The former prime minister introduced Vision 2020 for Malaysia to be a developed nation. He envisioned that Malaysians would then be emboldened to compete with the world.
In fact, with WTO full implementation in a year or two, Malaysians must brace themselves for fierce competition not only in education, but also in banking, trade and services. The question we should pose now is whether Malaysians will be willing and capable in challenging the onslaught of competition from any part of the world in any field which we are involved in.
First, education. Are our universities able to ranked within the top 10 in the world? As it is, our premier university is far below par when measured against the international standard. When will our Universiti Malaya, Universiti Kebangsaan Malaysia, Universiti Sains Malaysia and Universiti Putra Malaysia, to name a few, be able to compete with the rest of the world?
To compete with others at the international level, we should also set high standards in the very admission of students for undergraduate studies. To match the international standard, our universities should also set an international benchmark for admission such as the Cambridge A-levels.
Another point to note is that foreign students who sit for the Cambridge A-levels should be encouraged to apply for admission to our local universities. This will open our doors to foreigners and will also to add a foreign 'flavour' to our universities' environment. This will also show the world that we are not afraid of competition from any quarter; and that we have quality students in our universities.
Is the Higher Education Ministry prepared to take up this challenge? Or it is cowed by foreign talent and afraid to show up our weak points ?
Besides education, there are other areas of competition. Banking is one. Are we ready to face world competition in banking? Are our local banks well-equipped to face foreign challenges? We cannot afford to protect our local banks for long.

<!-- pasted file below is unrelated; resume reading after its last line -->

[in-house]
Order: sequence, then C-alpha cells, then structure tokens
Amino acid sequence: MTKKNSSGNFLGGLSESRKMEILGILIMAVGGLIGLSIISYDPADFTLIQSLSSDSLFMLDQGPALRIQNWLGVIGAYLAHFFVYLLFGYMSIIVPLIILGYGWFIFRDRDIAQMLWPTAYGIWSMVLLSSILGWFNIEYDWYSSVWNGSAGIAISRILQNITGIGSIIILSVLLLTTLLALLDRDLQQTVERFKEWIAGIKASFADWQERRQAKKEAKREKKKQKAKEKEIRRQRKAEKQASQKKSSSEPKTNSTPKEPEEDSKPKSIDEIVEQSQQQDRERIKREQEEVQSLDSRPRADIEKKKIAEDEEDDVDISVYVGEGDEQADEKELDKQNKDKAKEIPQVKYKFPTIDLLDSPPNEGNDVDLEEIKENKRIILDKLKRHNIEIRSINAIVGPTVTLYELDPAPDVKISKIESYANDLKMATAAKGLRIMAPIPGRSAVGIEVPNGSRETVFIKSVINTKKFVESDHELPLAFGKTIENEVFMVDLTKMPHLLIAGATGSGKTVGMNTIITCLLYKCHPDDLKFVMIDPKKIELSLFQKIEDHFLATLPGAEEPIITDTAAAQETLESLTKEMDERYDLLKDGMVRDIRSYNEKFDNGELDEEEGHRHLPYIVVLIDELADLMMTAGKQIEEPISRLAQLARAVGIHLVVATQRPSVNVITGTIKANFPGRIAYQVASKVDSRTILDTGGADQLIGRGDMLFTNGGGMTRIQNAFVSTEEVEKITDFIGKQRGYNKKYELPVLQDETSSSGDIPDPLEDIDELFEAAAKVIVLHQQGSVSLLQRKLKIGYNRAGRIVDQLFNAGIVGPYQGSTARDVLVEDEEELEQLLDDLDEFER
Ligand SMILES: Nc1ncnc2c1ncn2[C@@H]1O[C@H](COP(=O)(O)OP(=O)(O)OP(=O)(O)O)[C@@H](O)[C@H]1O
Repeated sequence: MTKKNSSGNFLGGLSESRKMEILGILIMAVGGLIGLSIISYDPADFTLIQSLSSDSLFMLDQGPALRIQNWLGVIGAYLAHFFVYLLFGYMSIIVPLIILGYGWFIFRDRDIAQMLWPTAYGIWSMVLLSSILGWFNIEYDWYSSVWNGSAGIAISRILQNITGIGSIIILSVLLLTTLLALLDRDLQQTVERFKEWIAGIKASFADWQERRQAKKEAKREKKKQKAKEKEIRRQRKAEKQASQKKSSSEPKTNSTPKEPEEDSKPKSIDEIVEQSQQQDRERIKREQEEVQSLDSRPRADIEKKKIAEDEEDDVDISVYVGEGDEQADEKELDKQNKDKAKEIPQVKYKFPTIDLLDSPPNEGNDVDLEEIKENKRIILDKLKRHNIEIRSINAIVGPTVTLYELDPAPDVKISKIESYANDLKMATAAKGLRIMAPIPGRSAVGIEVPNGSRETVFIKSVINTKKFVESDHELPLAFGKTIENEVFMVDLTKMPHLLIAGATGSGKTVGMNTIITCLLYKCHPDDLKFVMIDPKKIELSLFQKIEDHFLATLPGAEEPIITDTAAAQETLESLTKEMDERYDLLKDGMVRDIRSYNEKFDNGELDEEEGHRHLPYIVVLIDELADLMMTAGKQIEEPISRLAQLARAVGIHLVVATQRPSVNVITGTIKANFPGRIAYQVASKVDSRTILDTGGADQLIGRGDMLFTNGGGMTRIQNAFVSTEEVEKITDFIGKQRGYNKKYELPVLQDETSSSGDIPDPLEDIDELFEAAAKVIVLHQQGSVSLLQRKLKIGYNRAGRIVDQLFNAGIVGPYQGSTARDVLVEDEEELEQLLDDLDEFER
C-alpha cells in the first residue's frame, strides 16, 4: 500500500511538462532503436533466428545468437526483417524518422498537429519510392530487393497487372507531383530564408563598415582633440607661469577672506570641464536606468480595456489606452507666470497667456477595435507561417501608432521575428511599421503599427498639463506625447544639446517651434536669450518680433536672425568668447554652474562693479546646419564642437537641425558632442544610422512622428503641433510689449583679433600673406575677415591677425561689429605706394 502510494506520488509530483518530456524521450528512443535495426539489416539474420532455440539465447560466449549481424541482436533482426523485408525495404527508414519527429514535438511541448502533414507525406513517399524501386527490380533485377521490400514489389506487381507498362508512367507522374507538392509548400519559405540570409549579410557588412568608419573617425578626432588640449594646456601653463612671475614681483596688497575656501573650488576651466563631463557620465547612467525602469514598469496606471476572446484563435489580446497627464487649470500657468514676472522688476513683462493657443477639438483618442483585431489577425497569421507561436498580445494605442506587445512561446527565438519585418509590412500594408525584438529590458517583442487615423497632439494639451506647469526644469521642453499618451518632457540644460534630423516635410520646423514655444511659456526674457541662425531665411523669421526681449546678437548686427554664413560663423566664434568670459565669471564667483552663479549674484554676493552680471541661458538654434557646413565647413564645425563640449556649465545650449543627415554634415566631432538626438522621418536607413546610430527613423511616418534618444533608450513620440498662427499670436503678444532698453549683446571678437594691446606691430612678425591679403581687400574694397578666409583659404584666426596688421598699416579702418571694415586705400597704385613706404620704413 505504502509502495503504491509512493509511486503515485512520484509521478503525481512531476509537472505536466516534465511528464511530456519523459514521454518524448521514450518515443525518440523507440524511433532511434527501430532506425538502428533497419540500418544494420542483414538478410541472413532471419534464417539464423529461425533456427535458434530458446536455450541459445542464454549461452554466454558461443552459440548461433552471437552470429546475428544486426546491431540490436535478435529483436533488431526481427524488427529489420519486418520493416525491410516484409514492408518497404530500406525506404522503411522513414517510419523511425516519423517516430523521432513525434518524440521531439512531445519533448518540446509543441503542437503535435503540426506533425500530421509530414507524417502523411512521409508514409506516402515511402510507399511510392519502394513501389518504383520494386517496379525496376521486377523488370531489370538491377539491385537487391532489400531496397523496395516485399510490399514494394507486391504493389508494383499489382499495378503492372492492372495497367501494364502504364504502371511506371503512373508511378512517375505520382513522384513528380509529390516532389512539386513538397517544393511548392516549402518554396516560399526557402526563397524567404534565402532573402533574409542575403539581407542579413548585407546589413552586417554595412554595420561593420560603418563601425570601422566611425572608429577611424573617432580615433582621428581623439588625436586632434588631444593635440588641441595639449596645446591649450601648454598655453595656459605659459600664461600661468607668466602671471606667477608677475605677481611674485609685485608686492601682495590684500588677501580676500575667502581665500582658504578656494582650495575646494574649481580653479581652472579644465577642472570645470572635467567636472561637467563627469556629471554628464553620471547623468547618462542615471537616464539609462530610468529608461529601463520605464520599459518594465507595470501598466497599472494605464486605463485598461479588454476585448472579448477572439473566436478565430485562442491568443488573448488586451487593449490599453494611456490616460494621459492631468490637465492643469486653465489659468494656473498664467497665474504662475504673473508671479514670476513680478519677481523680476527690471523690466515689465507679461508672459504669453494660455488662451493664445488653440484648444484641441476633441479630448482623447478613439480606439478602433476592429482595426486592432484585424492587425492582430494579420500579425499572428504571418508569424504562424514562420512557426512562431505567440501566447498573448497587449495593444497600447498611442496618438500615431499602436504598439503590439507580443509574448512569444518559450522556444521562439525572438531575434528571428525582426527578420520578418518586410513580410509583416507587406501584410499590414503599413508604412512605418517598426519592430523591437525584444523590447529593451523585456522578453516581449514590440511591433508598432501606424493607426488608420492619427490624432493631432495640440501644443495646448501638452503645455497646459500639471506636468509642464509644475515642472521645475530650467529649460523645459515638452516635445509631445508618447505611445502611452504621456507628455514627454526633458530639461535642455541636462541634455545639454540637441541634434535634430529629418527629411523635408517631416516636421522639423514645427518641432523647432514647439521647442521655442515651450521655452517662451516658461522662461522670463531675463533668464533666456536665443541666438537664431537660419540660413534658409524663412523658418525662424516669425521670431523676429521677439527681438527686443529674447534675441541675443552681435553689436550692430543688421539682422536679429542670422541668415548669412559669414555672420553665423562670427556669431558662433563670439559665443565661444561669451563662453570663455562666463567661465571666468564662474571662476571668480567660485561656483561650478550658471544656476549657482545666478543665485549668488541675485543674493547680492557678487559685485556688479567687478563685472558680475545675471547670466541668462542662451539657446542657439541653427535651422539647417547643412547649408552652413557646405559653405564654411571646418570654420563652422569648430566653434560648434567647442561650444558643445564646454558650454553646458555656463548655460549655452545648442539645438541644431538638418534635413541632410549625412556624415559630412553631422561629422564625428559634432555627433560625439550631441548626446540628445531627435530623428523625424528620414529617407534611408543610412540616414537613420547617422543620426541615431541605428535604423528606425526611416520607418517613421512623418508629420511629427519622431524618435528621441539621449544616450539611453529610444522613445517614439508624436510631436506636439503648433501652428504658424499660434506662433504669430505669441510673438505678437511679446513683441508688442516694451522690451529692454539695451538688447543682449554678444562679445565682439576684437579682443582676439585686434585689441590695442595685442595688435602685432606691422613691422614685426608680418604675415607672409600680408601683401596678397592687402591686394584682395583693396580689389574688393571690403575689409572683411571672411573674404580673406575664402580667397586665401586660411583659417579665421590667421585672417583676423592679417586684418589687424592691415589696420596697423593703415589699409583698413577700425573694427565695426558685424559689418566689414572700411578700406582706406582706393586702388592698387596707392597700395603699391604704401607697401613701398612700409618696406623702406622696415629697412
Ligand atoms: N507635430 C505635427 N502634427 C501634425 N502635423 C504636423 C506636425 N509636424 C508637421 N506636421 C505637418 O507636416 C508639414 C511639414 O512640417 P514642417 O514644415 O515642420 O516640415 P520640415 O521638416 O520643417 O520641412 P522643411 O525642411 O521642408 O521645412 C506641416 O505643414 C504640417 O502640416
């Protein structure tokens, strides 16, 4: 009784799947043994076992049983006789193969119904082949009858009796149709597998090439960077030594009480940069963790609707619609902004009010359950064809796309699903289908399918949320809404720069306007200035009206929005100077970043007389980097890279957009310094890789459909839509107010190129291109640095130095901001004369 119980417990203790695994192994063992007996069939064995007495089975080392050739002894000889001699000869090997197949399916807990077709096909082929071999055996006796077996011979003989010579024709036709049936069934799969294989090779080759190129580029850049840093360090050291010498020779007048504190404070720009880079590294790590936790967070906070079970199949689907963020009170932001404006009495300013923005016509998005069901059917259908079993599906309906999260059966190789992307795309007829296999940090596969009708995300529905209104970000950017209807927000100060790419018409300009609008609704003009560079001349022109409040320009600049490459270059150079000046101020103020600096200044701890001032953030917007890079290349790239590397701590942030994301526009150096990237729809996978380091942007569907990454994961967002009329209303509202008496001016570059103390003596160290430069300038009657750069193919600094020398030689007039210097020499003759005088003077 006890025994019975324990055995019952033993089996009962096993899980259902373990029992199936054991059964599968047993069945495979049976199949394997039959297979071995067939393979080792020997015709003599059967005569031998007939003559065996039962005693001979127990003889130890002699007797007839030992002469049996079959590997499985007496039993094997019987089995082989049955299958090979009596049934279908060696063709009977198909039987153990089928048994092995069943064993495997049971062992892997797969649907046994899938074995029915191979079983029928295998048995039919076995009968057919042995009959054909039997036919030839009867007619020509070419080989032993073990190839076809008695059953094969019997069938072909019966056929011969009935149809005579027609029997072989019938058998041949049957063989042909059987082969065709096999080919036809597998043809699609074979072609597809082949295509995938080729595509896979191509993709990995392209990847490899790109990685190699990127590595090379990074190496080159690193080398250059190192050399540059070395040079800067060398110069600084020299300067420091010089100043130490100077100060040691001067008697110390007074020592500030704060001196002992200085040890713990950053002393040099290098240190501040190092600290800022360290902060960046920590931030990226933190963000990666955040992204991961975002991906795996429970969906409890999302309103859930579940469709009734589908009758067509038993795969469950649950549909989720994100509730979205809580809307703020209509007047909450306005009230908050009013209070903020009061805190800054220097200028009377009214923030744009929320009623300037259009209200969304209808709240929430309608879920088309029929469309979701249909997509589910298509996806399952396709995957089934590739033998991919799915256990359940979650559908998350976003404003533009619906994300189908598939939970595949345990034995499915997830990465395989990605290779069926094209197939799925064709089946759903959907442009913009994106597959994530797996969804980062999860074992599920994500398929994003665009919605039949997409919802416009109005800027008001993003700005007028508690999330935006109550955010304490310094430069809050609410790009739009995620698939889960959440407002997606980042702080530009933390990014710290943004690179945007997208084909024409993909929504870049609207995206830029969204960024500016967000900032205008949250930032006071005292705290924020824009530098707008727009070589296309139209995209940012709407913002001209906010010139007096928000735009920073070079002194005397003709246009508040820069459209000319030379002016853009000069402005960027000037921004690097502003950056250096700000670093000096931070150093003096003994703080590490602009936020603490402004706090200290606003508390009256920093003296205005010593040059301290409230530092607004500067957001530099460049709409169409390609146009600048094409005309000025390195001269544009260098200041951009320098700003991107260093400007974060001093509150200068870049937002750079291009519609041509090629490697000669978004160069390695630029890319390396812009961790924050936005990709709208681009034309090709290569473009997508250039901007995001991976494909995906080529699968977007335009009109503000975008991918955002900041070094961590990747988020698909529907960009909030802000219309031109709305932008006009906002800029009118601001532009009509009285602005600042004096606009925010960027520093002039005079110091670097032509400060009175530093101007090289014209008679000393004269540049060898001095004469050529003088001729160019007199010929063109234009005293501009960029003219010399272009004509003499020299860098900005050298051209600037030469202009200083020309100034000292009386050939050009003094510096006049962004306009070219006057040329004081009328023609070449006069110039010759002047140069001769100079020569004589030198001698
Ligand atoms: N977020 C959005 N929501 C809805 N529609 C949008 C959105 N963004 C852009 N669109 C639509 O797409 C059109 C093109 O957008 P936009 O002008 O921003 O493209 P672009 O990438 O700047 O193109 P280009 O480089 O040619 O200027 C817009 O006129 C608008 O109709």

Then we have brokerage firms. To open up our market, we should be prepared to 'fight' with foreign brokers for clientele. This is where efficiency and speedy delivery will enhance our competitiveness.
Then we come to foreign investment. Investors do not have all the time in the world and if red tape is too much of a hassle, they will go elsewhere to invest. We must not dream that Malaysia is the only market. India, China and even Vietnam, apart from Singapore, Hong Kong, South Korea and Taiwan, are also trying to woo investors.
So where red tape is concerned, our political leaders must come down hard on those lazy or indifferent civil servants. At the end of the day, if we desire our country and our people to prosper; those who recalcitrant and an irritant must be removed or side-lined.
Then we have made this year as Visit Malaysia Year. It is not enough to announce to the world to come to Malaysia. We must do everything possible to make tourists feel welcome to this country. Certain things must be done and the immigration officers, cab drivers, bus drivers, LRT operators, hoteliers, restaurant owners, religious department officers, customs officers, airport staff and the public all have a role to play.
We must not try to fleece tourists or make life difficult for them. Courtesy and smiles will make the visit a pleasure and they will be ambassadors for the country. On the other hand, if they are harassed by religious department officers, cheated by cab, shopkeepers and restaurant owners then it will be their first and last visit to the country. Once we have lost them, we have lost them forever.